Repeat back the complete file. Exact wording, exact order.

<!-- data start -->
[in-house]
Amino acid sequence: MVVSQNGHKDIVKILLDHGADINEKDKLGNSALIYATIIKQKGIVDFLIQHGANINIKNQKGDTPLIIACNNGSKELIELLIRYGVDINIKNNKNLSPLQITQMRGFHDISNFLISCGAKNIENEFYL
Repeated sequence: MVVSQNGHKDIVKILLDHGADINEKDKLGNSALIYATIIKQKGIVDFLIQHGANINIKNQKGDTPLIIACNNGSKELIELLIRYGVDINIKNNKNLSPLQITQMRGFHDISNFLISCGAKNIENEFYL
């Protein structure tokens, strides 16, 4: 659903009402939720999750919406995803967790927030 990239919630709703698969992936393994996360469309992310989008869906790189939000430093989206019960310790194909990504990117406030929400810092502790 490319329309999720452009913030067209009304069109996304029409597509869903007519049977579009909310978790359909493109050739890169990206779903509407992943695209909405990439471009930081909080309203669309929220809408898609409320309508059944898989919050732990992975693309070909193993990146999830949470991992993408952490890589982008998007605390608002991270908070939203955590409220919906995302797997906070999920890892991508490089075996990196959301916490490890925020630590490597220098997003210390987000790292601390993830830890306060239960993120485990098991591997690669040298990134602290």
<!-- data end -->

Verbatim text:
[in-house]
Amino acid sequence: MVVSQNGHKDIVKILLDHGADINEKDKLGNSALIYATIIKQKGIVDFLIQHGANINIKNQKGDTPLIIACNNGSKELIELLIRYGVDINIKNNKNLSPLQITQMRGFHDISNFLISCGAKNIENEFYL
Repeated sequence: MVVSQNGHKDIVKILLDHGADINEKDKLGNSALIYATIIKQKGIVDFLIQHGANINIKNQKGDTPLIIACNNGSKELIELLIRYGVDINIKNNKNLSPLQITQMRGFHDISNFLISCGAKNIENEFYL
């Protein structure tokens, strides 16, 4: 659903009402939720999750919406995803967790927030 990239919630709703698969992936393994996360469309992310989008869906790189939000430093989206019960310790194909990504990117406030929400810092502790 490319329309999720452009913030067209009304069109996304029409597509869903007519049977579009909310978790359909493109050739890169990206779903509407992943695209909405990439471009930081909080309203669309929220809408898609409320309508059944898989919050732990992975693309070909193993990146999830949470991992993408952490890589982008998007605390608002991270908070939203955590409220919906995302797997906070999920890892991508490089075996990196959301916490490890925020630590490597220098997003210390987000790292601390993830830890306060239960993120485990098991591997690669040298990134602290």